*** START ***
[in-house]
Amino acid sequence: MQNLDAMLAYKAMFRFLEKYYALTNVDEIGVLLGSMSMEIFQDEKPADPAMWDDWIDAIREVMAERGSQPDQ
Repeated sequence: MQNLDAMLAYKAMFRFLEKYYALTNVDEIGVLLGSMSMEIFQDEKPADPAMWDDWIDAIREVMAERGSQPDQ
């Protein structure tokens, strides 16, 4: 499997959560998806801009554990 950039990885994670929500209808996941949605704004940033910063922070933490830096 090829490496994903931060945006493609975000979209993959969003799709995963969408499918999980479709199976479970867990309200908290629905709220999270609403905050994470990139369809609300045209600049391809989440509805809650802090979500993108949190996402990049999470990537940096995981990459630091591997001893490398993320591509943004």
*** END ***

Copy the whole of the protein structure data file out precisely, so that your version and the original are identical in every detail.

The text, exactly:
[in-house]
Amino acid sequence: MQNLDAMLAYKAMFRFLEKYYALTNVDEIGVLLGSMSMEIFQDEKPADPAMWDDWIDAIREVMAERGSQPDQ
Repeated sequence: MQNLDAMLAYKAMFRFLEKYYALTNVDEIGVLLGSMSMEIFQDEKPADPAMWDDWIDAIREVMAERGSQPDQ
């Protein structure tokens, strides 16, 4: 499997959560998806801009554990 950039990885994670929500209808996941949605704004940033910063922070933490830096 090829490496994903931060945006493609975000979209993959969003799709995963969408499918999980479709199976479970867990309200908290629905709220999270609403905050994470990139369809609300045209600049391809989440509805809650802090979500993108949190996402990049999470990537940096995981990459630091591997001893490398993320591509943004």